I'm a Senior Lecturer at Stirling. I started there in September 2007 with a five-year RCUK Academic Fellowship. I'm also an Associate Fellow of the Logos Research Group (Barcelona)
Before that, and right after finishing my Ph.D., I spent 3 months as a post-doctoral visiting researcher at the CMM in Leeds.

I did both my B.A. (2003) and my Ph.D. (2007) in Logos, under supervision of Manuel García-Carpintero (a great experience!). 
During the time I was writing my dissertation, I spent three fall terms as a visiting research student in Arché (St. Andrews) attracted by the Modality Project that Bob Hale was leading at that time. 

I work primarily on modality, both its metaphysics and its epistemology. I've been working on it since I became a graduate student (2002) and I plan to keep working on it for a few more years. (Perhaps I shouldn't be particularly proud of it, but I feel very comfortable on the longest path to truth.)
     For the past several years I've been working mostly on its epistemology, where I favour an empiricist position; although I'm finding more and more ways in which this label must be qualified (if at all kept).
     Up to recently, my task has been devoted to explaining why the epistemologies of modality one finds in the literature don't meet their targets. The results of this negative taskwhich  has involved the study of the views of salient philosophers in the field, like Chalmers, Peacocke, Williamson and Yablo, among othershas been published in journals such as Dialectica, Logique et AnalyseNoûs, and Philosophia Scientiae.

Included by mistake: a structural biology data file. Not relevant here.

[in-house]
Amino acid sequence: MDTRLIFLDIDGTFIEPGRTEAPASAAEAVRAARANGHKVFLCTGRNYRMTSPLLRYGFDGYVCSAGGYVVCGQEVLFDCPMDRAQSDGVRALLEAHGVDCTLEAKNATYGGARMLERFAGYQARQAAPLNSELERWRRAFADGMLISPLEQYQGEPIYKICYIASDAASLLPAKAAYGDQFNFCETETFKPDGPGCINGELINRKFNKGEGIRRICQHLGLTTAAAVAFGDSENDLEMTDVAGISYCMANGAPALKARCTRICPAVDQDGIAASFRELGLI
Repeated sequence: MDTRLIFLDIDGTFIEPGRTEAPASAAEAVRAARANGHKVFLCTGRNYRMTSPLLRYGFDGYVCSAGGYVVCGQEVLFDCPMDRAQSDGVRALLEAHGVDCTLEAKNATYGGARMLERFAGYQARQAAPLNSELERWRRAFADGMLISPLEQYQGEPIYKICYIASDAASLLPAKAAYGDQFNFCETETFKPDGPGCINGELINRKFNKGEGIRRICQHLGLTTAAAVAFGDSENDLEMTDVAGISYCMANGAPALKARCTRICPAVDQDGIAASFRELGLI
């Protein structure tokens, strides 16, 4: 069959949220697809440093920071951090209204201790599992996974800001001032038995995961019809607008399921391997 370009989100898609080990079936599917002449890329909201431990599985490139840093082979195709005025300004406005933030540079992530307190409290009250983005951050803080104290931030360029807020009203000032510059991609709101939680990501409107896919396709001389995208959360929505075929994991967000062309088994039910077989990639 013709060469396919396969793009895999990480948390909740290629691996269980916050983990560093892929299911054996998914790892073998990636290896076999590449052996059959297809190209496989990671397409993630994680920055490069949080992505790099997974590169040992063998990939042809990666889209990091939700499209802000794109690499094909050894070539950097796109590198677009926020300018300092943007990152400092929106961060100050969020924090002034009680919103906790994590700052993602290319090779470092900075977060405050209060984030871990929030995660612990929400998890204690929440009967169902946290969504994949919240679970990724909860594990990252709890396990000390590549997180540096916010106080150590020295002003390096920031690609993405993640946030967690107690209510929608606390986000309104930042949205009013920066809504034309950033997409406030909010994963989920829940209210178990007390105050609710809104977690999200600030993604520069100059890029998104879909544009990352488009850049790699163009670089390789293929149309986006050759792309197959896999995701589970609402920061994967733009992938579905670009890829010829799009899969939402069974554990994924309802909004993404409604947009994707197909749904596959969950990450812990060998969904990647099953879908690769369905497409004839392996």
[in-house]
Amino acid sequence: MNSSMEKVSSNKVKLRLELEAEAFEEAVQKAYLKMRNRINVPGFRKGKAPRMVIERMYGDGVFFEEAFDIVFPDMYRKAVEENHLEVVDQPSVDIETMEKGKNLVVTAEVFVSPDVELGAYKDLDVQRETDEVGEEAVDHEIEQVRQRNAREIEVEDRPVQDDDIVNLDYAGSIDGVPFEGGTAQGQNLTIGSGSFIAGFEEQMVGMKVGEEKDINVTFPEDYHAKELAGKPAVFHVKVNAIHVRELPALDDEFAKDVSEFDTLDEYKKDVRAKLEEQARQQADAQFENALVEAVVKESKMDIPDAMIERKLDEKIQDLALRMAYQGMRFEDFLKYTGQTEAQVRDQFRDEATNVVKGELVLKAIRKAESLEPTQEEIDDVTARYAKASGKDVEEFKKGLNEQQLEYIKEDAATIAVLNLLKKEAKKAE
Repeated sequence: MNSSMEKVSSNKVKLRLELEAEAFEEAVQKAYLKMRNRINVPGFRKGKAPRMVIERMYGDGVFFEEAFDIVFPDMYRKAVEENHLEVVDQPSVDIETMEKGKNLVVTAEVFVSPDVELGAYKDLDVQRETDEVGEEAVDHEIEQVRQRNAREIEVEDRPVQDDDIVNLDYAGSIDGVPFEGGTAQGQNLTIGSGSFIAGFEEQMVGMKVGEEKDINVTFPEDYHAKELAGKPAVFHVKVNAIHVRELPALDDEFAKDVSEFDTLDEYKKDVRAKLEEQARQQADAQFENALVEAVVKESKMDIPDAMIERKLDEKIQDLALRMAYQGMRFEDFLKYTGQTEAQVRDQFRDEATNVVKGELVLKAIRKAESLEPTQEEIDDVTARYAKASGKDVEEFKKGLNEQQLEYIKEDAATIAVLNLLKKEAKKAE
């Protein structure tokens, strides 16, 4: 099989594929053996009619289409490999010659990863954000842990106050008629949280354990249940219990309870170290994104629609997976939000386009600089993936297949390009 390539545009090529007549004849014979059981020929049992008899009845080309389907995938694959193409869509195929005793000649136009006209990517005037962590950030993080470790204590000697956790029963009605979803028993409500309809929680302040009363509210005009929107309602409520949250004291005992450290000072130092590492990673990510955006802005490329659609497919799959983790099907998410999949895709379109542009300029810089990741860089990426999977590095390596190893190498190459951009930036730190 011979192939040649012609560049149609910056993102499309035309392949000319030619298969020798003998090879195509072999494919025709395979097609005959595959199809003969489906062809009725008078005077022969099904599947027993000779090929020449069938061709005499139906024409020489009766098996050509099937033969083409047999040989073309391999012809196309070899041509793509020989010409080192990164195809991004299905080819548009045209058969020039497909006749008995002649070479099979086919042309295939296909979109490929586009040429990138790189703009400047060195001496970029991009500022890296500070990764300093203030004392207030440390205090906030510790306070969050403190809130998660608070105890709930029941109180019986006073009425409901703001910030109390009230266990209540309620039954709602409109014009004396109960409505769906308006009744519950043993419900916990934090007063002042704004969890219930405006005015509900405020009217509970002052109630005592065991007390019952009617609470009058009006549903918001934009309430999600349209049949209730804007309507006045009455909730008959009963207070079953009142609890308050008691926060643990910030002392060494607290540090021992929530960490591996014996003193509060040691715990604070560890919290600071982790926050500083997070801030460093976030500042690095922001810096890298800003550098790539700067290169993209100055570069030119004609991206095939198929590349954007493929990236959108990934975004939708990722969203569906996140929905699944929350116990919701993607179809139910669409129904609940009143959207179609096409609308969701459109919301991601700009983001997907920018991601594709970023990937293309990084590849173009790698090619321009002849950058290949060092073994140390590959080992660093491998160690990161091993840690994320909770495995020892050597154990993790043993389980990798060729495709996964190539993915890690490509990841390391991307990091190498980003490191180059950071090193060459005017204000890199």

At the moment, I am at a transitional period between the negative and the positive tasks of my research project in the epistemology of modality. I am researching on the general reasons that limit the explanatory power of any concept-based epistemology of modality (typically rationalist). But I'm also interested in identifying, precisely, how far the explanatory power extends. I'm combining this with the development of my positive views which, it is intended, should provide at least some of the explanations that, as I've motivated, the rationalist have failed to provide. The first piece of this positive research--Similarity and Possibility: an epistemology of de re possibility for concrete entities--has recently appeared in Modal Epistemology after Rationalismedited by Bob Fischer and Felipe Leon. A second piece, where I explore the kind of epistemology of modality available to explain our modal knowledge of abstract entities is forthcoming Being Necessary: Themes of Ontology and Modality from the work of Bob Hale, edited by Ivete Fred and Jess Leech. Both these pieces have been developed with support from an AHRC Leadership Fellowship (Early Career) for the project: "Towards a non-uniform epistemology of modality". 

Apart from modality, there are many other areas that attract me in philosophy. They include Ontology in general, Philosophy of Mathematics and Logic, Formal Logic, Philosophy of Language, Philosophy of Science and Moral Philosophy.
To be honest, though, I maximally enjoy those when I can see useful connections to what most worries me in modality; but I guess this is how it works for most of us.